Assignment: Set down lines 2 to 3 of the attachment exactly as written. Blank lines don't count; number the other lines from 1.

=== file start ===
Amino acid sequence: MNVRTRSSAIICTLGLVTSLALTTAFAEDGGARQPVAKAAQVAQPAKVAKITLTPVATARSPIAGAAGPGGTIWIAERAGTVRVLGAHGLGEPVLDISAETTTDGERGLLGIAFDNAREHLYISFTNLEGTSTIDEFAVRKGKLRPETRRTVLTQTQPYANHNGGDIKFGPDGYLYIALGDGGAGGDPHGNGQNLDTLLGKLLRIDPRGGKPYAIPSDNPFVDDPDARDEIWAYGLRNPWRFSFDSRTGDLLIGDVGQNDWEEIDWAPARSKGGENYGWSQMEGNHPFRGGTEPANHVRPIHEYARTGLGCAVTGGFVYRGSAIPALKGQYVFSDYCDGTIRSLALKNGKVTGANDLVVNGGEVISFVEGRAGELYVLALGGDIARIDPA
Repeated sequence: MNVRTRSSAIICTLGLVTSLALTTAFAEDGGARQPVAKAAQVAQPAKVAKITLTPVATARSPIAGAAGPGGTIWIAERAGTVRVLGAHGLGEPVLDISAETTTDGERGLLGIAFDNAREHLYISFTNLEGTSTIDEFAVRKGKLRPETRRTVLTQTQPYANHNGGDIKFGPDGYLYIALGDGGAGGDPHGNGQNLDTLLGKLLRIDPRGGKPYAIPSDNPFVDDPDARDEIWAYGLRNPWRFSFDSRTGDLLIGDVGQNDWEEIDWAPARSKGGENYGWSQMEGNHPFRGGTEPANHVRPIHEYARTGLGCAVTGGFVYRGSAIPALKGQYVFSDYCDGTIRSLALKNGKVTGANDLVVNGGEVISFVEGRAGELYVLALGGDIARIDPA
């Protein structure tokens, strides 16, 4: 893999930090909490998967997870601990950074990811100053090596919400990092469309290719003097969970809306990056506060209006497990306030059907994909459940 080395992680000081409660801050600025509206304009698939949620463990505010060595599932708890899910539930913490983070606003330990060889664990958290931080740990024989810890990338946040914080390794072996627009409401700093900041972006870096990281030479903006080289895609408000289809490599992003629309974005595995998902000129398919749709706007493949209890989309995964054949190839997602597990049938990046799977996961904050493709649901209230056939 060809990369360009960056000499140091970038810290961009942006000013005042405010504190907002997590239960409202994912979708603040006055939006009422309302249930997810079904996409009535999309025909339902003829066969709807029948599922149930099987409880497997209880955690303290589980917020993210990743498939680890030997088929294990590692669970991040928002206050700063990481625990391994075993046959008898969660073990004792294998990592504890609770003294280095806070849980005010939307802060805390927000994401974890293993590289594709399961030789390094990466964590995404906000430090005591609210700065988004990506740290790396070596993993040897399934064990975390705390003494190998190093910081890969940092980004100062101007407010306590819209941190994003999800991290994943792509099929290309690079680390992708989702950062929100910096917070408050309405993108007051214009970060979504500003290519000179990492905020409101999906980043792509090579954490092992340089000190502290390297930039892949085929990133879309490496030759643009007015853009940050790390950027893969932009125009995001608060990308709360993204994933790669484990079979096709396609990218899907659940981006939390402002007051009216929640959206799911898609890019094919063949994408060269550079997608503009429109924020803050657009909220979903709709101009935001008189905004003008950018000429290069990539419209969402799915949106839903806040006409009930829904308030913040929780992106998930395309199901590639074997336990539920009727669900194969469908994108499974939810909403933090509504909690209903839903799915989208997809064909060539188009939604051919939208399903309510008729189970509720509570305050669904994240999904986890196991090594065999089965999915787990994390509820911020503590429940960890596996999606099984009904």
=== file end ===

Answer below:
Repeated sequence: MNVRTRSSAIICTLGLVTSLALTTAFAEDGGARQPVAKAAQVAQPAKVAKITLTPVATARSPIAGAAGPGGTIWIAERAGTVRVLGAHGLGEPVLDISAETTTDGERGLLGIAFDNAREHLYISFTNLEGTSTIDEFAVRKGKLRPETRRTVLTQTQPYANHNGGDIKFGPDGYLYIALGDGGAGGDPHGNGQNLDTLLGKLLRIDPRGGKPYAIPSDNPFVDDPDARDEIWAYGLRNPWRFSFDSRTGDLLIGDVGQNDWEEIDWAPARSKGGENYGWSQMEGNHPFRGGTEPANHVRPIHEYARTGLGCAVTGGFVYRGSAIPALKGQYVFSDYCDGTIRSLALKNGKVTGANDLVVNGGEVISFVEGRAGELYVLALGGDIARIDPA
């Protein structure tokens, strides 16, 4: 893999930090909490998967997870601990950074990811100053090596919400990092469309290719003097969970809306990056506060209006497990306030059907994909459940 080395992680000081409660801050600025509206304009698939949620463990505010060595599932708890899910539930913490983070606003330990060889664990958290931080740990024989810890990338946040914080390794072996627009409401700093900041972006870096990281030479903006080289895609408000289809490599992003629309974005595995998902000129398919749709706007493949209890989309995964054949190839997602597990049938990046799977996961904050493709649901209230056939 060809990369360009960056000499140091970038810290961009942006000013005042405010504190907002997590239960409202994912979708603040006055939006009422309302249930997810079904996409009535999309025909339902003829066969709807029948599922149930099987409880497997209880955690303290589980917020993210990743498939680890030997088929294990590692669970991040928002206050700063990481625990391994075993046959008898969660073990004792294998990592504890609770003294280095806070849980005010939307802060805390927000994401974890293993590289594709399961030789390094990466964590995404906000430090005591609210700065988004990506740290790396070596993993040897399934064990975390705390003494190998190093910081890969940092980004100062101007407010306590819209941190994003999800991290994943792509099929290309690079680390992708989702950062929100910096917070408050309405993108007051214009970060979504500003290519000179990492905020409101999906980043792509090579954490092992340089000190502290390297930039892949085929990133879309490496030759643009007015853009940050790390950027893969932009125009995001608060990308709360993204994933790669484990079979096709396609990218899907659940981006939390402002007051009216929640959206799911898609890019094919063949994408060269550079997608503009429109924020803050657009909220979903709709101009935001008189905004003008950018000429290069990539419209969402799915949106839903806040006409009930829904308030913040929780992106998930395309199901590639074997336990539920009727669900194969469908994108499974939810909403933090509504909690209903839903799915989208997809064909060539188009939604051919939208399903309510008729189970509720509570305050669904994240999904986890196991090594065999089965999915787990994390509820911020503590429940960890596996999606099984009904």